GME Supply Safety Stand-Down Week 2023: Now I Know My ABCDs
The ABCDs of Fall Protection
The Maximum Degree of Fall Protection
Anchorage, body support, connectors, and decent & rescue - each are important on their own, but when used properly together, they provide the maximum degree of safety for a worker at height. But don’t forget, a rescue plan is an equally important factor when it comes to fall protection. The proper gear for descent and rescue should always be a part of a complete fall protection plan, too
Let’s break down the ABCDs of fall protection.
A is for Anchorage
Anchors provide secure attachment points for workers. There are many ways to properly anchor depending on the industry, job, and structure. If you’re on a tower, an anchorage point could be a tie-off sling, or perhaps an I-Beam anchor could be used in a horizontal system. Look for anchorage points rated for at least 5,000 pounds or even an engineered solution designed for your specific application.
B is for Body Support
Now we’re talking harnesses. There’s no safe and natural way to attach one’s body to a structure. Luckily, harnesses are designed to distribute the forces that occur in a fall to limit injuries, or worse, death. There are many varieties of harnesses available for different industries and jobs.
C is for Connectors
Once you’ve chosen a comfortable harness and your anchor point is secure, you just need one last thing before you’re ready to climb. Here’s where a shock absorbing lanyard or SRL comes in. Twin-leg lanyards provide 100% tie-off. SRL’s can limit your fall distance to a few inches. Again, there are a variety of connectors to choose from, made by many different manufacturers.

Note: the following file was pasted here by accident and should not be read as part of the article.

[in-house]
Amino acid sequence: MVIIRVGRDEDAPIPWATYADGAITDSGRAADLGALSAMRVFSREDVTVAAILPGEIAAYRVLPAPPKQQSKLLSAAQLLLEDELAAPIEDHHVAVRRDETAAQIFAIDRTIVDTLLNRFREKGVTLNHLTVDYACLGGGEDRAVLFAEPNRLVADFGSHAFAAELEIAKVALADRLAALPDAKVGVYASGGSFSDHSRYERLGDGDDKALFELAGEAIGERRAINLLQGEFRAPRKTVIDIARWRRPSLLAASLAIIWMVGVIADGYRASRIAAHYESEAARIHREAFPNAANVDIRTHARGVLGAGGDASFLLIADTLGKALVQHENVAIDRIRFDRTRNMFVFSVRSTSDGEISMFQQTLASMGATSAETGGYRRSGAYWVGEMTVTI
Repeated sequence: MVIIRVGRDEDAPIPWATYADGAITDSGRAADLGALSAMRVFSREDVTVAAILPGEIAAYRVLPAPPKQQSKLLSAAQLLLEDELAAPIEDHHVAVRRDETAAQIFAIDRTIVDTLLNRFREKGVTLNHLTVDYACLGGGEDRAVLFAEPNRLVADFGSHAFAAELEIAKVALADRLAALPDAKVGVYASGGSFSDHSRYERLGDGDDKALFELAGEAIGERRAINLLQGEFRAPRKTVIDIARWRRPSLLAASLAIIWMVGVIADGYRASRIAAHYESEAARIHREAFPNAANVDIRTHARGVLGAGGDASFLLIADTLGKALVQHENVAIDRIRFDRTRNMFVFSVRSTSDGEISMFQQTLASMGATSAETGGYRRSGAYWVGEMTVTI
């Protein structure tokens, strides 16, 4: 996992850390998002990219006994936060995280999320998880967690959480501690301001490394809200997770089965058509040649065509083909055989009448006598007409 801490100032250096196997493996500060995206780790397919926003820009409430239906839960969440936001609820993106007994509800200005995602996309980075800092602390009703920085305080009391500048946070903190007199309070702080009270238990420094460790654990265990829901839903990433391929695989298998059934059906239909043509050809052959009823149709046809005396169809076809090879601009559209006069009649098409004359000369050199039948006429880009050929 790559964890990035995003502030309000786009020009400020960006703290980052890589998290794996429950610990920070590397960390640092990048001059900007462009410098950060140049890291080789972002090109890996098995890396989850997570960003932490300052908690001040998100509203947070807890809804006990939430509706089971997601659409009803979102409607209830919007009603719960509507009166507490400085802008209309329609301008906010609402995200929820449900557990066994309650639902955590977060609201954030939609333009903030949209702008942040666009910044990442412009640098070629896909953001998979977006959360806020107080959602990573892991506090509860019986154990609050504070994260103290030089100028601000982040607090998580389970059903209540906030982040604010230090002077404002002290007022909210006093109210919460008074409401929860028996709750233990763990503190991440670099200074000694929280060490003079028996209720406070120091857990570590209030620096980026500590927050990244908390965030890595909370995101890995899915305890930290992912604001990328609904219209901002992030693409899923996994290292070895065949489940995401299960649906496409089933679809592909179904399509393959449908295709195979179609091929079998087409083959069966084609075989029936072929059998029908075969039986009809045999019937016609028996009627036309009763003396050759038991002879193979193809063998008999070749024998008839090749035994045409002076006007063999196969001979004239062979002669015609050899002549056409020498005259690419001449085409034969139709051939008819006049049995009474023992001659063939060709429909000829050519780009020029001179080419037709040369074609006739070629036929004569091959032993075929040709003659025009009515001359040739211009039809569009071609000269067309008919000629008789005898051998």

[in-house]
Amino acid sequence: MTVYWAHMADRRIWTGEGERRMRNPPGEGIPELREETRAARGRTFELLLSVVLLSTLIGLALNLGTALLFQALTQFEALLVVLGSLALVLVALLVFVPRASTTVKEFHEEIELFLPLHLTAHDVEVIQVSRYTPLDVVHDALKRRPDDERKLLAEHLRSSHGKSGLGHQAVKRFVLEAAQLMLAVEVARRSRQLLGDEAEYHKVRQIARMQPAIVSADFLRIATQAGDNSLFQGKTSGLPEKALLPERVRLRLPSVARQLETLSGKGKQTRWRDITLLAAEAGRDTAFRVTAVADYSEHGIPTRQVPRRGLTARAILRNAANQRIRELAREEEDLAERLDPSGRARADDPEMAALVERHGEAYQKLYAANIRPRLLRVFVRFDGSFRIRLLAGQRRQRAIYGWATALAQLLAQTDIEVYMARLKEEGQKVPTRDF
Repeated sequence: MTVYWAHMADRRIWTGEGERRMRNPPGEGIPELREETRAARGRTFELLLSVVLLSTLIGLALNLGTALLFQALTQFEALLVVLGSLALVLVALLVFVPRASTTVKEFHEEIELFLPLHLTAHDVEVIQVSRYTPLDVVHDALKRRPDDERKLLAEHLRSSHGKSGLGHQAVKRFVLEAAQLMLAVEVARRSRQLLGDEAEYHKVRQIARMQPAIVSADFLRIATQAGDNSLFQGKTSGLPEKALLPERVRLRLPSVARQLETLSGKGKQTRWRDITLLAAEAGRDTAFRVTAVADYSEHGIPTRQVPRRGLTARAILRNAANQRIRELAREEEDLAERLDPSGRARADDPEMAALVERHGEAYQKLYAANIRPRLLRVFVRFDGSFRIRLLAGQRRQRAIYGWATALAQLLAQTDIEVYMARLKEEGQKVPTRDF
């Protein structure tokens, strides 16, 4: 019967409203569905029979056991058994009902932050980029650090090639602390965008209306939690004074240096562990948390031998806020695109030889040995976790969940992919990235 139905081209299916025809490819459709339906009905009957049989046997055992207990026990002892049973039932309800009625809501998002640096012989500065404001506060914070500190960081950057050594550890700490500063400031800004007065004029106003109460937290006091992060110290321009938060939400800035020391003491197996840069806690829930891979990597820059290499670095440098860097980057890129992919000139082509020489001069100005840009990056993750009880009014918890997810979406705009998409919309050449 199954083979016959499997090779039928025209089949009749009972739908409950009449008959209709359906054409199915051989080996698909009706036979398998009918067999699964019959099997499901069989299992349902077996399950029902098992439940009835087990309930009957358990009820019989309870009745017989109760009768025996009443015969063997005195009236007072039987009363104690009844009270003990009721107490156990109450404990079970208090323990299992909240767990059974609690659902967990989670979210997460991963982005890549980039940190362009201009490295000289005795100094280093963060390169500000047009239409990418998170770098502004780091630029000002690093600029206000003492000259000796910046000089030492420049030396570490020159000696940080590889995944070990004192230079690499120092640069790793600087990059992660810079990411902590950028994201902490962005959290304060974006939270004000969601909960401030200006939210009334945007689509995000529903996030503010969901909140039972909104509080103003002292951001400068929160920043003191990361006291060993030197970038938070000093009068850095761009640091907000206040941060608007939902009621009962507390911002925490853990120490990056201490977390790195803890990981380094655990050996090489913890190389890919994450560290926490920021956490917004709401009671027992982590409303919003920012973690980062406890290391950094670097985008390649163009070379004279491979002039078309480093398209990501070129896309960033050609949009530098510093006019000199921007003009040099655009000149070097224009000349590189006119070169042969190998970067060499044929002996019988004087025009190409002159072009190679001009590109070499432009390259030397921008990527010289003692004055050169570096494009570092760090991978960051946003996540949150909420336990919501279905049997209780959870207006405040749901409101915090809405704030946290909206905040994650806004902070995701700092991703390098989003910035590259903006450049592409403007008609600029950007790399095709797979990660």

D is for Descent and DON’T Forget Rescue
What’s your plan? Every job site needs to have proper rescue equipment and a proper rescue plan in place before anyone starts working. From rope access to confined space, there is specific gear needed to get to a fallen worker and get them to safety. A haul system helps raise them up, and a descent device will lower them down. Or maybe you could add trauma straps to your harness, so if you’re the one dangling you can relieve some of the pressure that gravity is placing on your parts.
ABCs of Fall Protection - The Video
Questions or Need More Info?
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